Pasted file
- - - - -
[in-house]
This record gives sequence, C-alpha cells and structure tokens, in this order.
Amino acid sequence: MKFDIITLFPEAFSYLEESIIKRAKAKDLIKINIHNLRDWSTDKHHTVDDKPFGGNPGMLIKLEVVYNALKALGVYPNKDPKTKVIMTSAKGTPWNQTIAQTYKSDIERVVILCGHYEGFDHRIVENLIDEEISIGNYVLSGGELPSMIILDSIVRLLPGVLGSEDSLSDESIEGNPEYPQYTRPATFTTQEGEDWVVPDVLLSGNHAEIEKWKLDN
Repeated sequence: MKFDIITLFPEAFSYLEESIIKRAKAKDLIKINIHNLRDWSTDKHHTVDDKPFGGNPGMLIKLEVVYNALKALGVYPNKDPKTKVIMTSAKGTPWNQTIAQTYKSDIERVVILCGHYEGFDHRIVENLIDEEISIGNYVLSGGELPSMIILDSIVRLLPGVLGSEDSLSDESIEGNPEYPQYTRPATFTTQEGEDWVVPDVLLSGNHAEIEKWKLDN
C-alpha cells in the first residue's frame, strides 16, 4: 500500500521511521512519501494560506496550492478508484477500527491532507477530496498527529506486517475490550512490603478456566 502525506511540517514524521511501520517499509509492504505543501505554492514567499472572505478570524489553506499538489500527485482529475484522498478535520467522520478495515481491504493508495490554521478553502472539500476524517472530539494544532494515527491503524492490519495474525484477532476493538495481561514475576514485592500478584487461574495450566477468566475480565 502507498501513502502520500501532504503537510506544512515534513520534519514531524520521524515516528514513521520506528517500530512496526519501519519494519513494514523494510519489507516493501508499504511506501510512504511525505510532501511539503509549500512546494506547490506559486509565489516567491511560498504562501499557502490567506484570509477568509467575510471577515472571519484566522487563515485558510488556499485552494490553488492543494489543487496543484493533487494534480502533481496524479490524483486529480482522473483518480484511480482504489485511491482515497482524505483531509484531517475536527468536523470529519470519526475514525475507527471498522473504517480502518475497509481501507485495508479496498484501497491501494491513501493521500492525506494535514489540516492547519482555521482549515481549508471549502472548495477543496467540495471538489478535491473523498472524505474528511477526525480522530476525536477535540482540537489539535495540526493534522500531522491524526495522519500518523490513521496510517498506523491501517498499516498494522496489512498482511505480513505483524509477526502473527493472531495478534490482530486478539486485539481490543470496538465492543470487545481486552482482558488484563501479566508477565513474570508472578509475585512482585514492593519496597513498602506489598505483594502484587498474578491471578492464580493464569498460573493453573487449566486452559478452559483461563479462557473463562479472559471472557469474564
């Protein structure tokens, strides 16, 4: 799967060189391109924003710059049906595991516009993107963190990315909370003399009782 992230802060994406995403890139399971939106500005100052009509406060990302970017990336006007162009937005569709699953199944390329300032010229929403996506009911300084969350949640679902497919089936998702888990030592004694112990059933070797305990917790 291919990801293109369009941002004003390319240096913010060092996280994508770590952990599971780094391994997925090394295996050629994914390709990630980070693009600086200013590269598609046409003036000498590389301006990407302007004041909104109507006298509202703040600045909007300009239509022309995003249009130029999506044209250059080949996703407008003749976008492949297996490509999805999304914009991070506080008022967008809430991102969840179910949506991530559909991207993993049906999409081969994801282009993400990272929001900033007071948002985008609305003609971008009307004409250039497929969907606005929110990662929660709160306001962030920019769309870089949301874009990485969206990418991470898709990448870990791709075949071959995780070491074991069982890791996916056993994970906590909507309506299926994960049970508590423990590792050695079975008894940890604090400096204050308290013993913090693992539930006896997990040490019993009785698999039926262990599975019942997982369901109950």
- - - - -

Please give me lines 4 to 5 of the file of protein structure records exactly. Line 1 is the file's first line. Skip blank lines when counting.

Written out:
Repeated sequence: MKFDIITLFPEAFSYLEESIIKRAKAKDLIKINIHNLRDWSTDKHHTVDDKPFGGNPGMLIKLEVVYNALKALGVYPNKDPKTKVIMTSAKGTPWNQTIAQTYKSDIERVVILCGHYEGFDHRIVENLIDEEISIGNYVLSGGELPSMIILDSIVRLLPGVLGSEDSLSDESIEGNPEYPQYTRPATFTTQEGEDWVVPDVLLSGNHAEIEKWKLDN
C-alpha cells in the first residue's frame, strides 16, 4: 500500500521511521512519501494560506496550492478508484477500527491532507477530496498527529506486517475490550512490603478456566 502525506511540517514524521511501520517499509509492504505543501505554492514567499472572505478570524489553506499538489500527485482529475484522498478535520467522520478495515481491504493508495490554521478553502472539500476524517472530539494544532494515527491503524492490519495474525484477532476493538495481561514475576514485592500478584487461574495450566477468566475480565 502507498501513502502520500501532504503537510506544512515534513520534519514531524520521524515516528514513521520506528517500530512496526519501519519494519513494514523494510519489507516493501508499504511506501510512504511525505510532501511539503509549500512546494506547490506559486509565489516567491511560498504562501499557502490567506484570509477568509467575510471577515472571519484566522487563515485558510488556499485552494490553488492543494489543487496543484493533487494534480502533481496524479490524483486529480482522473483518480484511480482504489485511491482515497482524505483531509484531517475536527468536523470529519470519526475514525475507527471498522473504517480502518475497509481501507485495508479496498484501497491501494491513501493521500492525506494535514489540516492547519482555521482549515481549508471549502472548495477543496467540495471538489478535491473523498472524505474528511477526525480522530476525536477535540482540537489539535495540526493534522500531522491524526495522519500518523490513521496510517498506523491501517498499516498494522496489512498482511505480513505483524509477526502473527493472531495478534490482530486478539486485539481490543470496538465492543470487545481486552482482558488484563501479566508477565513474570508472578509475585512482585514492593519496597513498602506489598505483594502484587498474578491471578492464580493464569498460573493453573487449566486452559478452559483461563479462557473463562479472559471472557469474564